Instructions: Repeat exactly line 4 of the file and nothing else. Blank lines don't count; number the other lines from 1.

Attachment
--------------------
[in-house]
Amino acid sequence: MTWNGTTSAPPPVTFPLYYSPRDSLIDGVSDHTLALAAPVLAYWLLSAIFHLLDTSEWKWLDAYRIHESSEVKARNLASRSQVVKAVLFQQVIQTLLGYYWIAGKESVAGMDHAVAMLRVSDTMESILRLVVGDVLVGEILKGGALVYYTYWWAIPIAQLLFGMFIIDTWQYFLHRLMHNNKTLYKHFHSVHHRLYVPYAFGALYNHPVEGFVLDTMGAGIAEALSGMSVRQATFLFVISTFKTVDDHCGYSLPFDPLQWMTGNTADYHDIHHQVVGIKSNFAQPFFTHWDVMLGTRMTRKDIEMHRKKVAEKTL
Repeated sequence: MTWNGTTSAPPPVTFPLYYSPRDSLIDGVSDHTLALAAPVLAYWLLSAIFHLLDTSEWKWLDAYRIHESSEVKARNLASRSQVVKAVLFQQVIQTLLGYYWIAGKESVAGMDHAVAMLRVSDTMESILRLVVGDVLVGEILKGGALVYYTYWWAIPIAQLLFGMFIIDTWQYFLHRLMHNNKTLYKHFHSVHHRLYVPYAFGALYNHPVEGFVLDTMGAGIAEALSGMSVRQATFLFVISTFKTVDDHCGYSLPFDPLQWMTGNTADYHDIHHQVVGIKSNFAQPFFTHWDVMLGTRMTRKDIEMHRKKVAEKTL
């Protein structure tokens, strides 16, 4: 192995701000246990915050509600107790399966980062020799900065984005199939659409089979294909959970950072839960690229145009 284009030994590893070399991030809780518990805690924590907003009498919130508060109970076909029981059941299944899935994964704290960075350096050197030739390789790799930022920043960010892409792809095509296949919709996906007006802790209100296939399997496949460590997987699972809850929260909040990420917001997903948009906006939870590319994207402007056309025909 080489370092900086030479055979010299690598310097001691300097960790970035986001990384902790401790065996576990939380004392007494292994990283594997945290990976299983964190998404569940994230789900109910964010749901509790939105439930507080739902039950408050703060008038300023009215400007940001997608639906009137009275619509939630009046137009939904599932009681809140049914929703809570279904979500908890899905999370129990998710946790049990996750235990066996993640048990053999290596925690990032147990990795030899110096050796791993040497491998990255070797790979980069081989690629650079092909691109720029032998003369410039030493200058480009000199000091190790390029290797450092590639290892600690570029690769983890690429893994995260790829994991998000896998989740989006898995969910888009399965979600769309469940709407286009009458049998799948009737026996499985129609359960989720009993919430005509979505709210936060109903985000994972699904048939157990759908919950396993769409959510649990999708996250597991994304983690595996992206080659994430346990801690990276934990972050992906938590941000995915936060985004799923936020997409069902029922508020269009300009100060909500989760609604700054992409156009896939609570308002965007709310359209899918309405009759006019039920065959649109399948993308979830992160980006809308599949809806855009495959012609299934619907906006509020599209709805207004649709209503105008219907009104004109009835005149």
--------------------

């Protein structure tokens, strides 16, 4: 192995701000246990915050509600107790399966980062020799900065984005199939659409089979294909959970950072839960690229145009 284009030994590893070399991030809780518990805690924590907003009498919130508060109970076909029981059941299944899935994964704290960075350096050197030739390789790799930022920043960010892409792809095509296949919709996906007006802790209100296939399997496949460590997987699972809850929260909040990420917001997903948009906006939870590319994207402007056309025909 080489370092900086030479055979010299690598310097001691300097960790970035986001990384902790401790065996576990939380004392007494292994990283594997945290990976299983964190998404569940994230789900109910964010749901509790939105439930507080739902039950408050703060008038300023009215400007940001997608639906009137009275619509939630009046137009939904599932009681809140049914929703809570279904979500908890899905999370129990998710946790049990996750235990066996993640048990053999290596925690990032147990990795030899110096050796791993040497491998990255070797790979980069081989690629650079092909691109720029032998003369410039030493200058480009000199000091190790390029290797450092590639290892600690570029690769983890690429893994995260790829994991998000896998989740989006898995969910888009399965979600769309469940709407286009009458049998799948009737026996499985129609359960989720009993919430005509979505709210936060109903985000994972699904048939157990759908919950396993769409959510649990999708996250597991994304983690595996992206080659994430346990801690990276934990972050992906938590941000995915936060985004799923936020997409069902029922508020269009300009100060909500989760609604700054992409156009896939609570308002965007709310359209899918309405009759006019039920065959649109399948993308979830992160980006809308599949809806855009495959012609299934619907906006509020599209709805207004649709209503105008219907009104004109009835005149």